Today, I reveal the secrets behind the flickr photo box to your left. Alternately: how easy and fun web programming can be with good tools. Also alternately: a shameless plug for software I like, including my own.


First things first, we need a way to get some information from Flickr about the photos you want to display. You can pick from an assortment of Flickr API libraries out there, but since this is my blog, I'll use mine. The code really boils down to something like this:

flickr = FlickrAPI( API_KEY )
user = flickr.urls.getUserPhotos( user_id=USER_ID )
photos = user_id=USER_ID )

Now you have a list of photos with enough information to build thumbnail images and links. FlickrAPI even gives you a get_photo_url function that will build the image url for you. user.url also contains the link for your user's photos on Picking random images using the API could definitely be made easier (Flickr: please give us a sort="random").

Django (and simplejson)

Next, we need a way to get this information to the browser. Using Django and simplejson, this is four lines of code. Here's my django view:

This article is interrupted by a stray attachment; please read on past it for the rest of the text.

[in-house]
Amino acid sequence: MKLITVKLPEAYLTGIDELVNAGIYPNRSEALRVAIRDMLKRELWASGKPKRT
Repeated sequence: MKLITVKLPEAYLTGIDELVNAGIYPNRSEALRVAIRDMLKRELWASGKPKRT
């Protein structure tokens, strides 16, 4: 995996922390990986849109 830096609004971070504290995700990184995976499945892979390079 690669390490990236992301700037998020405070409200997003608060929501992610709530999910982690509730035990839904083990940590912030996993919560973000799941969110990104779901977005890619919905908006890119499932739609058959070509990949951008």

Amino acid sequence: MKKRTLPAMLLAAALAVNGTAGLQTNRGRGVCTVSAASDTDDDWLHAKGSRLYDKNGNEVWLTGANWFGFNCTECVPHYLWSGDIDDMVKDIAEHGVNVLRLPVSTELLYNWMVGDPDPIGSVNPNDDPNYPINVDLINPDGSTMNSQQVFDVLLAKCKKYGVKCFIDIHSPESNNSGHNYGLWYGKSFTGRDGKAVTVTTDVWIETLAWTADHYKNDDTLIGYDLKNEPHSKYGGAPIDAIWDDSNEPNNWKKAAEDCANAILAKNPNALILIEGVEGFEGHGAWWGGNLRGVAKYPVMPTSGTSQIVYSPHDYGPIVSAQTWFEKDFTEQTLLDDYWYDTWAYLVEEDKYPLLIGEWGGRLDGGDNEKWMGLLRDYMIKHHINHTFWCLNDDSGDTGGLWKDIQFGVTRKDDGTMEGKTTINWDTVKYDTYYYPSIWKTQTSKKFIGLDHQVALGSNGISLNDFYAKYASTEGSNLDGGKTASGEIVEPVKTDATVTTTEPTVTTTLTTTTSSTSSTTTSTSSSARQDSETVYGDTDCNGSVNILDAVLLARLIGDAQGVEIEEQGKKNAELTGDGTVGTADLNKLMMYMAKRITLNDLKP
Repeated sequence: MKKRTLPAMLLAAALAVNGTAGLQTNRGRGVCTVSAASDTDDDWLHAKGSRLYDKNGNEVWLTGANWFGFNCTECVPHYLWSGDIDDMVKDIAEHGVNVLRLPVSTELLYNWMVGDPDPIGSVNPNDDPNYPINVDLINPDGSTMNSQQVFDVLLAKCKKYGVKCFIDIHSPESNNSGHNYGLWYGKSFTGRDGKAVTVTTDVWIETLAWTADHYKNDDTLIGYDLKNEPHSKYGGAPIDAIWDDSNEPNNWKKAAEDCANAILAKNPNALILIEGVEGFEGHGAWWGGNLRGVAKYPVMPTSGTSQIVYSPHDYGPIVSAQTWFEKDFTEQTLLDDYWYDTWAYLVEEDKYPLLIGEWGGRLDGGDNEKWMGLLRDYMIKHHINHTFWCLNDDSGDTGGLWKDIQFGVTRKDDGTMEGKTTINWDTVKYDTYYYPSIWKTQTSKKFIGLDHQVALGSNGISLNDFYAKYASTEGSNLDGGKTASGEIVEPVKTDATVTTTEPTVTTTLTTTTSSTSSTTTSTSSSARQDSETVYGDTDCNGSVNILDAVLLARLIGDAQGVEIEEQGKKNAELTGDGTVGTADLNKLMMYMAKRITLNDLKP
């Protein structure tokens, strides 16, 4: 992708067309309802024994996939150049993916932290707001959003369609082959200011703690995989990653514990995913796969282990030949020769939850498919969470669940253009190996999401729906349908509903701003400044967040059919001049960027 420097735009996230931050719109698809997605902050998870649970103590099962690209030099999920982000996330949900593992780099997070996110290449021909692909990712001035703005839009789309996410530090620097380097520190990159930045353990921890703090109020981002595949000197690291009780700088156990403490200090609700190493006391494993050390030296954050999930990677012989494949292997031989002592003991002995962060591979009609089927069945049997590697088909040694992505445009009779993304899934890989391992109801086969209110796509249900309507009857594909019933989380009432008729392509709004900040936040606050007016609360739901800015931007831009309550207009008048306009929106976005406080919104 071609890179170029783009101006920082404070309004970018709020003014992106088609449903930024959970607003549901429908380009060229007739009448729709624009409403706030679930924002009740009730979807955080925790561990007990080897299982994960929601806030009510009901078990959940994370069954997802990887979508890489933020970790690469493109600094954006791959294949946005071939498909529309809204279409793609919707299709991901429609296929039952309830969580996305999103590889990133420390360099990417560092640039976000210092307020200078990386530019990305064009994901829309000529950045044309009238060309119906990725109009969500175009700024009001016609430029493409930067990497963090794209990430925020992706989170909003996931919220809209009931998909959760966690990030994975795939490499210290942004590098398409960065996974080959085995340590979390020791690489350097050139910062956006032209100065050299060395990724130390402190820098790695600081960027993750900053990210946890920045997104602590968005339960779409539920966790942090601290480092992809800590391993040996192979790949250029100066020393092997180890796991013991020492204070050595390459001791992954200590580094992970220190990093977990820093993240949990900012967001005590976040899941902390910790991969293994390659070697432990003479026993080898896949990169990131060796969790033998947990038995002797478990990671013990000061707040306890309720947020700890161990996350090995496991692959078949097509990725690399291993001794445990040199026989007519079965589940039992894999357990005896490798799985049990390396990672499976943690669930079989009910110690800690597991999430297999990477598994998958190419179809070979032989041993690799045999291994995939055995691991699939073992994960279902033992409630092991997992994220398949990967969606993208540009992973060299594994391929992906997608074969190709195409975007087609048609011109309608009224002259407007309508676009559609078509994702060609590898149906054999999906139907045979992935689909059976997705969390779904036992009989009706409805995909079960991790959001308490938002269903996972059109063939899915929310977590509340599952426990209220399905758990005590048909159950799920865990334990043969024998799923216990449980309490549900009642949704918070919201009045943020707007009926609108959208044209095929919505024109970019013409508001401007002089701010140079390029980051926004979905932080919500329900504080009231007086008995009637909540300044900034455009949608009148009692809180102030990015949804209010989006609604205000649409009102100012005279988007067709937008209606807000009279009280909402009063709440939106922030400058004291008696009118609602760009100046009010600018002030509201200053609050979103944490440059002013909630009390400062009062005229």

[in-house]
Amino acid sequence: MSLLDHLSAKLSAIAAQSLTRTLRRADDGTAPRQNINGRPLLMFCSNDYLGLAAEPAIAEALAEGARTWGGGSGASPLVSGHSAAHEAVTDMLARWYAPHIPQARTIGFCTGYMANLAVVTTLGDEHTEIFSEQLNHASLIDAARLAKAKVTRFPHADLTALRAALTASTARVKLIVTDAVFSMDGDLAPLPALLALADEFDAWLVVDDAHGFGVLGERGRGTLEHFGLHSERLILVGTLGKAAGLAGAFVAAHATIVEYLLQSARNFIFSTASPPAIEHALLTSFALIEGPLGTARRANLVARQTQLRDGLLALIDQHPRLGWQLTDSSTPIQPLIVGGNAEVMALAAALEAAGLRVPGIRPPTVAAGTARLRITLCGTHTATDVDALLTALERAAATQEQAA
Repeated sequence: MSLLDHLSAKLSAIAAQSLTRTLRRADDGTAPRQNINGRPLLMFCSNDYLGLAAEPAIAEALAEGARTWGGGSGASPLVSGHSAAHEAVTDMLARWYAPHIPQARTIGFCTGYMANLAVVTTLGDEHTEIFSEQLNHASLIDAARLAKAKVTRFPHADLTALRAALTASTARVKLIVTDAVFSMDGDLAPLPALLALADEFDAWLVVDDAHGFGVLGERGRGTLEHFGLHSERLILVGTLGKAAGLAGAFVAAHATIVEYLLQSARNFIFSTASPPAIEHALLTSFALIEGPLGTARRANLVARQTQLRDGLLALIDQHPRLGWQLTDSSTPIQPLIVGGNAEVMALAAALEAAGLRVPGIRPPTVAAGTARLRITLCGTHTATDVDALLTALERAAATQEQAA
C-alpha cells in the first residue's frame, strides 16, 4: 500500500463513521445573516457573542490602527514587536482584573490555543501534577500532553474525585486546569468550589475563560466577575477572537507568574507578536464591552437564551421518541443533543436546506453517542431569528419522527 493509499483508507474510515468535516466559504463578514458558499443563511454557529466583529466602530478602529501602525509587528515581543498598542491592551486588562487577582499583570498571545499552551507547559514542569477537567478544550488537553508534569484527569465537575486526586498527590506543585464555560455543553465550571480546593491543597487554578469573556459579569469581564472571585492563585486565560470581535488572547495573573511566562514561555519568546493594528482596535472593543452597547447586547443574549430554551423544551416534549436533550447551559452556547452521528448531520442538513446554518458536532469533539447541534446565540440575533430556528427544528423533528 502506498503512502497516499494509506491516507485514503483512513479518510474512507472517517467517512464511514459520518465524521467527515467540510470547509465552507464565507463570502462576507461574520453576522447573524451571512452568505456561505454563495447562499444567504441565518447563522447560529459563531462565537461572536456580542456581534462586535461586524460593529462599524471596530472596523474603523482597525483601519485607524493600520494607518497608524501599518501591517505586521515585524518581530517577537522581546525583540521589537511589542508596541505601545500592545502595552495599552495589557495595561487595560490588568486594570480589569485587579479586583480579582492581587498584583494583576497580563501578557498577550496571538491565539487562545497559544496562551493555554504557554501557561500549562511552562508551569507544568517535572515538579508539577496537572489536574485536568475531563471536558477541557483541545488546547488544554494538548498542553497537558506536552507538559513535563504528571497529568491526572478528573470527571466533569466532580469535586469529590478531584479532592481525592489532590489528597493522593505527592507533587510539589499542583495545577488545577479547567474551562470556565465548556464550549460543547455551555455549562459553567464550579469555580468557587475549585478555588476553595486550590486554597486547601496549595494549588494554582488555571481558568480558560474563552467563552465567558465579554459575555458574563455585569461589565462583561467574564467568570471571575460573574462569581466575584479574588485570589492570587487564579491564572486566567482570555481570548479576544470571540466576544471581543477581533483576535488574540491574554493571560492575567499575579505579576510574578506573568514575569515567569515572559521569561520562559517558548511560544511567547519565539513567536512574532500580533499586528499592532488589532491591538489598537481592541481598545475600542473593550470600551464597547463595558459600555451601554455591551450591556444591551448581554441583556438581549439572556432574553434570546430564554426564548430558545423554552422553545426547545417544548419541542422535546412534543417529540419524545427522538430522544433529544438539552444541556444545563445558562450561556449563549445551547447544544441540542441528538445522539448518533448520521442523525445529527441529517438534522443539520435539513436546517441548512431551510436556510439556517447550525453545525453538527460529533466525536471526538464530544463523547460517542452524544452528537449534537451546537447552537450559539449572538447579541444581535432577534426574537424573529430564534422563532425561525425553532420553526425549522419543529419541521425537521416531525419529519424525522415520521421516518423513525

def flickr( req ):
    num = int( req.GET.get('num',4) )
    photos = get_random_photos( num )
    return HttpResponse( simplejson.dumps(photos) )

Really, anything that will return a JSON string containing an array of objects, each with thumb, link, and title keys will do.


The last piece of the puzzle, and arguably the most complex, is how to transform this string into a box of pictures, and do so asynchronously. It turns out, MochiKit makes this ridiculously easy, especially if you have any experience with Twisted. In two lines, MochiKit will fire off the HTTP request in the background, and set up a callback function to be executed when it gets a result:

var d = loadJSONDoc( '/flickr/?num=6' );
d.addCallback( gotPhotos );

The beauty of JSON is that you get back actual javascript objects when you eval the string. MochiKit further simplifies this, so your gotPhotos function will be called with an already-eval'd object. Bonus: The DOM manipulation functions are ultra-convenient, so creating a div with the images in it is super easy.

I hope this has been somewhat helpful. Feel free to use any of this code in your projects. Now go forth and scrub!